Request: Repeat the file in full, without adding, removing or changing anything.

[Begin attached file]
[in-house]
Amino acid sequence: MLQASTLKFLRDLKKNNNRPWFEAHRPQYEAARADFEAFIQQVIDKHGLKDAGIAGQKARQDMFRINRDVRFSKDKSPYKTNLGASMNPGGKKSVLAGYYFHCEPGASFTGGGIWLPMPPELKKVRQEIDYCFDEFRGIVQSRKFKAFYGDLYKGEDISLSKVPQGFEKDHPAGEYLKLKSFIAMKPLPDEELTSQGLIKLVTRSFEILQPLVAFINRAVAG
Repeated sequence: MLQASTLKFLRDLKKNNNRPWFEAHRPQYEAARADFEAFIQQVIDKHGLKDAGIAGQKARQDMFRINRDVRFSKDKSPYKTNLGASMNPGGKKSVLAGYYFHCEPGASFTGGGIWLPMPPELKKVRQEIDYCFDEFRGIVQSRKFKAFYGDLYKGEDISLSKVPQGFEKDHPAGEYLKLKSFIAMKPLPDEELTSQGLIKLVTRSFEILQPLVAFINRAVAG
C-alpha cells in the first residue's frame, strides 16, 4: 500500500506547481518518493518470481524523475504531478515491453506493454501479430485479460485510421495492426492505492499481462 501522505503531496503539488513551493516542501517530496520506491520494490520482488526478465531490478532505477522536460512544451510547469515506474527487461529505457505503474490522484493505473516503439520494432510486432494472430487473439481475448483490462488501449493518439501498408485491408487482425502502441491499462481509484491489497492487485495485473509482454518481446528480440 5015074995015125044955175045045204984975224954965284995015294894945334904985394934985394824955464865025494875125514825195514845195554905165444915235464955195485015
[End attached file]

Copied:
[in-house]
Amino acid sequence: MLQASTLKFLRDLKKNNNRPWFEAHRPQYEAARADFEAFIQQVIDKHGLKDAGIAGQKARQDMFRINRDVRFSKDKSPYKTNLGASMNPGGKKSVLAGYYFHCEPGASFTGGGIWLPMPPELKKVRQEIDYCFDEFRGIVQSRKFKAFYGDLYKGEDISLSKVPQGFEKDHPAGEYLKLKSFIAMKPLPDEELTSQGLIKLVTRSFEILQPLVAFINRAVAG
Repeated sequence: MLQASTLKFLRDLKKNNNRPWFEAHRPQYEAARADFEAFIQQVIDKHGLKDAGIAGQKARQDMFRINRDVRFSKDKSPYKTNLGASMNPGGKKSVLAGYYFHCEPGASFTGGGIWLPMPPELKKVRQEIDYCFDEFRGIVQSRKFKAFYGDLYKGEDISLSKVPQGFEKDHPAGEYLKLKSFIAMKPLPDEELTSQGLIKLVTRSFEILQPLVAFINRAVAG
C-alpha cells in the first residue's frame, strides 16, 4: 500500500506547481518518493518470481524523475504531478515491453506493454501479430485479460485510421495492426492505492499481462 501522505503531496503539488513551493516542501517530496520506491520494490520482488526478465531490478532505477522536460512544451510547469515506474527487461529505457505503474490522484493505473516503439520494432510486432494472430487473439481475448483490462488501449493518439501498408485491408487482425502502441491499462481509484491489497492487485495485473509482454518481446528480440 5015074995015125044955175045045204984975224954965284995015294894945334904985394934985394824955464865025494875125514825195514845195554905165444915235464955195485015